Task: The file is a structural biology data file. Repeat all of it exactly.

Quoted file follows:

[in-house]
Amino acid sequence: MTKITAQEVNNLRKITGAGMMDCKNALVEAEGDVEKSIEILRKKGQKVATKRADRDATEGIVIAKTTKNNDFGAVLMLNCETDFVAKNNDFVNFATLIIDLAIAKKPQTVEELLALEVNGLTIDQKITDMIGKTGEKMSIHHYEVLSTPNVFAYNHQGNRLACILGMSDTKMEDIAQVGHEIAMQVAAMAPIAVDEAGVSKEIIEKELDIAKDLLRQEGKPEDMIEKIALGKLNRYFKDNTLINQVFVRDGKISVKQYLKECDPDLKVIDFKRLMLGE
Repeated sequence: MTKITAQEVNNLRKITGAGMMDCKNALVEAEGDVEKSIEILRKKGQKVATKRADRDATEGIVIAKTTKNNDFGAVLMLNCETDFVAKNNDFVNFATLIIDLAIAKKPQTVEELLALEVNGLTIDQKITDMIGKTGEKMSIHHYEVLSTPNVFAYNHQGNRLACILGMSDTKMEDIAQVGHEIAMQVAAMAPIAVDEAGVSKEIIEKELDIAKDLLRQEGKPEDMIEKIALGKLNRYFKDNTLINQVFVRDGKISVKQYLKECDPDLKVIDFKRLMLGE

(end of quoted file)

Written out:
[in-house]
Amino acid sequence: MTKITAQEVNNLRKITGAGMMDCKNALVEAEGDVEKSIEILRKKGQKVATKRADRDATEGIVIAKTTKNNDFGAVLMLNCETDFVAKNNDFVNFATLIIDLAIAKKPQTVEELLALEVNGLTIDQKITDMIGKTGEKMSIHHYEVLSTPNVFAYNHQGNRLACILGMSDTKMEDIAQVGHEIAMQVAAMAPIAVDEAGVSKEIIEKELDIAKDLLRQEGKPEDMIEKIALGKLNRYFKDNTLINQVFVRDGKISVKQYLKECDPDLKVIDFKRLMLGE
Repeated sequence: MTKITAQEVNNLRKITGAGMMDCKNALVEAEGDVEKSIEILRKKGQKVATKRADRDATEGIVIAKTTKNNDFGAVLMLNCETDFVAKNNDFVNFATLIIDLAIAKKPQTVEELLALEVNGLTIDQKITDMIGKTGEKMSIHHYEVLSTPNVFAYNHQGNRLACILGMSDTKMEDIAQVGHEIAMQVAAMAPIAVDEAGVSKEIIEKELDIAKDLLRQEGKPEDMIEKIALGKLNRYFKDNTLINQVFVRDGKISVKQYLKECDPDLKVIDFKRLMLGE